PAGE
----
The National Institute for Health and Care Excellence (NICE) has released weight loss guidelines to help combat the common health problems posed by obesity.
The guidelines – which place a lot of the blame for obesity on coffee culture, high protein sports drinks, and smart phones – emphasises the importance of exercise in maintaining a healthy weight.
The guidelines recommend that people with sedentary lifestyles carry out small physical activities, like dancing, gardening, or brisk walking up a hill.
It also suggests that people drink water instead of sugary drinks, and watch less television.
Diet should be based vegetables, fruit, beans, and fish.
NICE points out that the number of people with obesity has doubled in the last 20 years, with figures continuing to rise. In 2050, obesity could cost the NHS £50 billion.
Obesity directly increases the risk of a number of health problems, including type 2 diabetes, heart disease, stroke, and some forms of cancer.
But a lack of education also contributes to the problem of obesity, with many people simply being unaware as to which foods are healthy and which are not. Moreover, healthy food is more expensive, making the problem a social, political, and economic one.
To address this, NICE has aimed the guidelines at healthcare practitioners rather than obese patients, with the focus being on encouraging proper communication of the benefits of healthy living. With the right education, people may be more likely to adopt a healthier lifestyle.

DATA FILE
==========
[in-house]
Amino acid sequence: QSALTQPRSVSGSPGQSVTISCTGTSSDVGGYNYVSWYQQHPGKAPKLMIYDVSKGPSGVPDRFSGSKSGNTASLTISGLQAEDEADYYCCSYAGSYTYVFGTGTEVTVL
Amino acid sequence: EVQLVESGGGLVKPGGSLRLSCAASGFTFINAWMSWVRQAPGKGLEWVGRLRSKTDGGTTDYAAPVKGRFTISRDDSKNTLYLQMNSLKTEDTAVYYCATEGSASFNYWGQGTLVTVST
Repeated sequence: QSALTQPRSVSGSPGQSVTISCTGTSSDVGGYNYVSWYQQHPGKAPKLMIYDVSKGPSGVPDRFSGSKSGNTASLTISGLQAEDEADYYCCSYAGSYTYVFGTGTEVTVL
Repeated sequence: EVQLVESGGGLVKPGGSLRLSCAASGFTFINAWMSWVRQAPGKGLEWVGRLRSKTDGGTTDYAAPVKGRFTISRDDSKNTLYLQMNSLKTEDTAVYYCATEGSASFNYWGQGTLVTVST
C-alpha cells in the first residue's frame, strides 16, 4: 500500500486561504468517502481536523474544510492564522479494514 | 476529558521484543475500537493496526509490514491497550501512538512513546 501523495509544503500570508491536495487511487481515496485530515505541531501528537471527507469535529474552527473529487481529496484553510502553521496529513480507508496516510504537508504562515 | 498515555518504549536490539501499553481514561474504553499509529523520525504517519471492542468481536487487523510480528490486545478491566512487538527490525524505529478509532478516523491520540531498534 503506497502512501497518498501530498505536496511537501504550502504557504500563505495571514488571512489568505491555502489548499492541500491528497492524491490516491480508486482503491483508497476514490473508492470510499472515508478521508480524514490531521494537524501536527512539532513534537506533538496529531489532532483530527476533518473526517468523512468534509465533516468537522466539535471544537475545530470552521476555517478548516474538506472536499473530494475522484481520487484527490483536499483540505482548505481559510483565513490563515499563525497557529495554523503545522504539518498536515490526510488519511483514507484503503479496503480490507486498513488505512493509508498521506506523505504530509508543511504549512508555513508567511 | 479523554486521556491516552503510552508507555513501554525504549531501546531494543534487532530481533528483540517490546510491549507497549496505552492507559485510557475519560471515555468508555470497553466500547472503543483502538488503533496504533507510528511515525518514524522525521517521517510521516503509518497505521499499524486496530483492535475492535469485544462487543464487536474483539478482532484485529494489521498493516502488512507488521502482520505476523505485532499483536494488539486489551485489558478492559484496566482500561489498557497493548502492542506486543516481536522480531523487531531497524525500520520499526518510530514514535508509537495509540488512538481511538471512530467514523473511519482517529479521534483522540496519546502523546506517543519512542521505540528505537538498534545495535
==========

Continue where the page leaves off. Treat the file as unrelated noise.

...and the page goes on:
Professor Gillian Leng, deputy chief executive and director of health and social care at NICE, said: “A significant amount of effort is needed to lose weight and keep it off- it is often much easier to make changes to physical activity and diet to help maintain a healthy weight or prevent weight gain.
“This guidance sets out the many things individuals can do to maintain a healthy weight that are known to be effective: walking more, limiting TV and other screen time, eating more healthily, avoiding sugary drinks and drinking less alcohol.”
Professor Nick Finer, consultant endocrinologist and bariatric physician at UCL Hospitals, said: “Maintaining a healthy weight, or losing even modest amounts of weight if overweight, brings both immediate and long-term benefits – for example preventing the development of high blood pressure or diabetes.
“These guidelines should help the public and health care professionals, to access advice and support that is based on evidence so avoiding ineffective and fad approaches to weight management.”

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